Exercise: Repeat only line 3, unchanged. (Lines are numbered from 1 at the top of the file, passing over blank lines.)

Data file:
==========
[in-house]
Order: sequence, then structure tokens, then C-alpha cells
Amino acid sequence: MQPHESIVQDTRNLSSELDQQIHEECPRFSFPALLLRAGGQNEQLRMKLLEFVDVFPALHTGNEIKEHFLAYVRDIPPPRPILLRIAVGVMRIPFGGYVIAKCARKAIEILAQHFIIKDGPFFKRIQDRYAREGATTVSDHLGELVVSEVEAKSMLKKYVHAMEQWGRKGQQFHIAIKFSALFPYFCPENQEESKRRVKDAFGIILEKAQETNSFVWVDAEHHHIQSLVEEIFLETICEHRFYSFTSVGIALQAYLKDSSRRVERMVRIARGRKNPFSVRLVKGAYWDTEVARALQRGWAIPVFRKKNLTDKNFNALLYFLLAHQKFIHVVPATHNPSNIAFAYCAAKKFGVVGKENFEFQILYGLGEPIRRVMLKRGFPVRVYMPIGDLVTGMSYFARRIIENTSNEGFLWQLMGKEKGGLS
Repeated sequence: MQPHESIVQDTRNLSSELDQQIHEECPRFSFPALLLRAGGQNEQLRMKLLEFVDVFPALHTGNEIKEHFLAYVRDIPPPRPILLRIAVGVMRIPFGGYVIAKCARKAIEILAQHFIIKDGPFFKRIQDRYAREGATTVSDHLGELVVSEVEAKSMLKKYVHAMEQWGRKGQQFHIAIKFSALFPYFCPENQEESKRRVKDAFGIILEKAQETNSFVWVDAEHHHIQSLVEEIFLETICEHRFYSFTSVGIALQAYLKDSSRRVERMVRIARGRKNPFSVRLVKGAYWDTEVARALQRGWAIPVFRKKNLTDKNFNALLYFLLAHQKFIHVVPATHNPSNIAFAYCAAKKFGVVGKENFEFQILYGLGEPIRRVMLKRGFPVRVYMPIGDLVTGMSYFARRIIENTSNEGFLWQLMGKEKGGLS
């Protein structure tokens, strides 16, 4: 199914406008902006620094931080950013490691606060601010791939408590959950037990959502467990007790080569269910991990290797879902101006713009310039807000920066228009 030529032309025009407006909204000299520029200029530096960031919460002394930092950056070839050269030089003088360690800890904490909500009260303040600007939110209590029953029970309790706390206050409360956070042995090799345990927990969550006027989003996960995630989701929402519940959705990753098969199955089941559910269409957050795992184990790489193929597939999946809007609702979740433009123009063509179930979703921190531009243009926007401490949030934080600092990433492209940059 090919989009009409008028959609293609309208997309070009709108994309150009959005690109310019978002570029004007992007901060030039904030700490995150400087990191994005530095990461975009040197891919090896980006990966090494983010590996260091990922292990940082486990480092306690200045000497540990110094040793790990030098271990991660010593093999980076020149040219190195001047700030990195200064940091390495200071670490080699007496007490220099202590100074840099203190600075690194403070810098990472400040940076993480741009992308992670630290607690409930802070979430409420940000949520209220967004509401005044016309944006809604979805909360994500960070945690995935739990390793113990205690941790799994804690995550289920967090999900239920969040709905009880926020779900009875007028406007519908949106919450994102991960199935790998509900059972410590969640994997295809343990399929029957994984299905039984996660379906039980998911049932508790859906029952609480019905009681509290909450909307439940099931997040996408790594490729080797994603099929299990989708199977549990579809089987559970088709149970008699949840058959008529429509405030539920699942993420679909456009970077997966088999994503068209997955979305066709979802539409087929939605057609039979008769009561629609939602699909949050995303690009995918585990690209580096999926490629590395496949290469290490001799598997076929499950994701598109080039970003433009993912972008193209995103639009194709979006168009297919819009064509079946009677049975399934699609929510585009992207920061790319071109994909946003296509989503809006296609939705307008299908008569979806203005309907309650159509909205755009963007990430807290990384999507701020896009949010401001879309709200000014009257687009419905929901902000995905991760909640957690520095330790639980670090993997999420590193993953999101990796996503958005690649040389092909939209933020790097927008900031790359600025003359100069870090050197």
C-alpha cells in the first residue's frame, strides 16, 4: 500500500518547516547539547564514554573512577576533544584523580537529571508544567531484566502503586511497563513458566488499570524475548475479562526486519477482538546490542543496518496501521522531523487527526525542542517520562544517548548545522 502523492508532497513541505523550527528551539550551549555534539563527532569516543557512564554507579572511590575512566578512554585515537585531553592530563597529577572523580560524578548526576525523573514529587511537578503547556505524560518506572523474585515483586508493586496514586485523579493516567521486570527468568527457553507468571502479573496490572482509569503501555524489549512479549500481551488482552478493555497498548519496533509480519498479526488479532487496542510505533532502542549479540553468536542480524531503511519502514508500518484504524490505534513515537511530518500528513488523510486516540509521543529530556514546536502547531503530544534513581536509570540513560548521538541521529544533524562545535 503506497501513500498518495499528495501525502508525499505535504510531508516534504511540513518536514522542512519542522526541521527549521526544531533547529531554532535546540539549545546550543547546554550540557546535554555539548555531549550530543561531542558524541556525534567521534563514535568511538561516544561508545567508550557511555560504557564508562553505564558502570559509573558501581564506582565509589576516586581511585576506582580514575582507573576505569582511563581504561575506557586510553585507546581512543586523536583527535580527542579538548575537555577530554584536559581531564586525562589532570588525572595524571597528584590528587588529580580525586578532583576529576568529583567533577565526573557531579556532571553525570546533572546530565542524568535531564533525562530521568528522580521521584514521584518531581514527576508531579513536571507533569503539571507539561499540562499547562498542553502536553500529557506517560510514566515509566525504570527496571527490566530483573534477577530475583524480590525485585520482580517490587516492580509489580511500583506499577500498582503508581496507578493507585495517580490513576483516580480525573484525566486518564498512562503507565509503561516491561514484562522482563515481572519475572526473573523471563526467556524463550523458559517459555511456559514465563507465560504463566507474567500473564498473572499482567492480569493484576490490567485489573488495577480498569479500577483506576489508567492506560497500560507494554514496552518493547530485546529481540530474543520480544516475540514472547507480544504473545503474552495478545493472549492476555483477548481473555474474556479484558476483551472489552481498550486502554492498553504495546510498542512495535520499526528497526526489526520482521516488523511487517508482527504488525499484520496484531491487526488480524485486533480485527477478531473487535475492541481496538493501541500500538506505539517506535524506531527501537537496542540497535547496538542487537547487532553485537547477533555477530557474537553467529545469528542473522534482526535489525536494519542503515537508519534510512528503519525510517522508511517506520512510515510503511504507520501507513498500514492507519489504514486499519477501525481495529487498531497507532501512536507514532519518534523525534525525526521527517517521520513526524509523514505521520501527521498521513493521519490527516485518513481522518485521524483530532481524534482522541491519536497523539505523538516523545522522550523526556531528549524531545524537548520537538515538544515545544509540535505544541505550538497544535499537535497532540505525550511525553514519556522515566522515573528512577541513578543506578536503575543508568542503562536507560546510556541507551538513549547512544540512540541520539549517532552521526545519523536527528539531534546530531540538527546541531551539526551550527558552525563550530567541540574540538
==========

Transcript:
Amino acid sequence: MQPHESIVQDTRNLSSELDQQIHEECPRFSFPALLLRAGGQNEQLRMKLLEFVDVFPALHTGNEIKEHFLAYVRDIPPPRPILLRIAVGVMRIPFGGYVIAKCARKAIEILAQHFIIKDGPFFKRIQDRYAREGATTVSDHLGELVVSEVEAKSMLKKYVHAMEQWGRKGQQFHIAIKFSALFPYFCPENQEESKRRVKDAFGIILEKAQETNSFVWVDAEHHHIQSLVEEIFLETICEHRFYSFTSVGIALQAYLKDSSRRVERMVRIARGRKNPFSVRLVKGAYWDTEVARALQRGWAIPVFRKKNLTDKNFNALLYFLLAHQKFIHVVPATHNPSNIAFAYCAAKKFGVVGKENFEFQILYGLGEPIRRVMLKRGFPVRVYMPIGDLVTGMSYFARRIIENTSNEGFLWQLMGKEKGGLS